I am gratified that President Biden will put an end to this conspiracy against truth and justice. But today, I also want to focus on another American public servant. This United States Senator has been influential in my quest for justice and my unwavering willingness never to give up, even when the reward is delayed.
Story of perseverance
E. William Proxmire was a United States Senator from the state of Wisconsin. He served in the U. S. Senate from 1957 to 1989. The most extended service by a Wisconsin Senator. His legacy includes the 1986 passage of an international treaty banning Genocide. Senator Proxmire cast 10,252 consecutive votes before leaving the Senate in 1989. However, what is most remarkable about Senator Proxmire was his vigilance and perseverance in the cause of justice.
Following World War II, President Truman’s administration became the proponent of the UN Convention on the Prevention and Punishment of the Crime of Genocide (“Genocide Convention”). Despite his administration’s pleas, the United States Senate Committee blocked the treaty where it languished. Senator Proxmire made it his mission to educate his colleagues for the ratification of the treaty.
The Senate’s failure to approve the treaty “was a national shame,” he said. Therefore, he delivered the same speech in support of the treaty on the Senate floor every day the United States Senate was in session. This daily routine took him 20 years of his career, resulting in 3,211 speeches between 1967 and 1986 when the United States Senate finally ratified the Genocide Convention by a vote of 83-11. This record-breaking display of vigilance and perseverance continues to be an inspiration to many, including me.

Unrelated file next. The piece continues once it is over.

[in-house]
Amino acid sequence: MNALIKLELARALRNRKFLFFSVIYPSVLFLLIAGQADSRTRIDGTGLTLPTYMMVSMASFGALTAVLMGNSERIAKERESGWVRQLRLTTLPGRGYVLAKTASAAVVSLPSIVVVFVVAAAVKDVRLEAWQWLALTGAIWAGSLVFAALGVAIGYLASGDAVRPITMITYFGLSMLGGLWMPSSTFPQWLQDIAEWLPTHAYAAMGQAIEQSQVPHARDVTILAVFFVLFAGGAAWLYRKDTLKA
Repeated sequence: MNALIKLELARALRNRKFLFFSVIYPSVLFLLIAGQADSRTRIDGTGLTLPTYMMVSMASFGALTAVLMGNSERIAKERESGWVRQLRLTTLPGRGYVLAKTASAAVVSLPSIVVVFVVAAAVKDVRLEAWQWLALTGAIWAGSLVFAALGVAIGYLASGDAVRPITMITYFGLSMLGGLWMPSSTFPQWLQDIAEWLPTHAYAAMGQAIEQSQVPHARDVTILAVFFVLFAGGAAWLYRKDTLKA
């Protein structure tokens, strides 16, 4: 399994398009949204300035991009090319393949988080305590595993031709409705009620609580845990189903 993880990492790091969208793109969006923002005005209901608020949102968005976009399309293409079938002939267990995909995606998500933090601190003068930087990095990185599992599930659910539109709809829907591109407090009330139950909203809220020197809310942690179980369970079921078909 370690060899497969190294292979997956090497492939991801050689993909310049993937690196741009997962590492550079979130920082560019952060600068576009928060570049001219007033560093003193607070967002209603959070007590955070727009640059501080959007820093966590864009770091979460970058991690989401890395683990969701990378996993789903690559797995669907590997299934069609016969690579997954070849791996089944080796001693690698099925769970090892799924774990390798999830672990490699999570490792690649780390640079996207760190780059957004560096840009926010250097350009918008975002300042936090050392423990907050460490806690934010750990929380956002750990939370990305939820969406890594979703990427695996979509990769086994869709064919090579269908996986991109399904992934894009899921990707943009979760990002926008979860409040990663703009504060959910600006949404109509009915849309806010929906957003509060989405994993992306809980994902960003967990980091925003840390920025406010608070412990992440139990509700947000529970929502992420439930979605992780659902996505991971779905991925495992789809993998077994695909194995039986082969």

I began my advocacy to recognize the Armenian Genocide in the mid-1980s as a law student and later as a young lawyer. I appreciate and commend President Biden’s commitment to truth and justice. However, those of us who made a lifetime commitment to human dignity and rights will not rest until we eradicate all genocides with the continued but painful recognition of the past.
Frank Vram Zerunyan, JD is a Professor of the Practice of Governance at the Sol Price School of Public Policy and Director of Executive Education at USC Price Bedrosian Center on Governance and The Neely Center for Ethical Leadership and Decision Making, an Interdisciplinary Center USC Marshall USC Viterbi and USC Price (DECIDE), as well as Director of ROTC Programs. His key areas of expertise include Local Governments, Public Private Partnerships, Civic and Ethical Leadership, Land Use, Regulation, Negotiation and Executive Education.
He teaches graduate courses on Intersectoral Leadership (Collaborative Governance), Business and Public Policy, International Issues in Public Policy, Negotiation, Place Institutions and Governance as well as International Laboratory. Frank also lectures locally and globally to build capacity and foster leadership among public executives worldwide. In his capacity as an honorary instructor colonel in the Armenian Army and Air Force, he lectures, coaches and advises on academic affairs at the Vazgen Sargsyan Military University in Armenia. For his influential work over the past five years in Armenia, he was awarded LL.D. Doctor of Laws – Honoris Causa by the Public Administration Academy of the Republic of Armenia.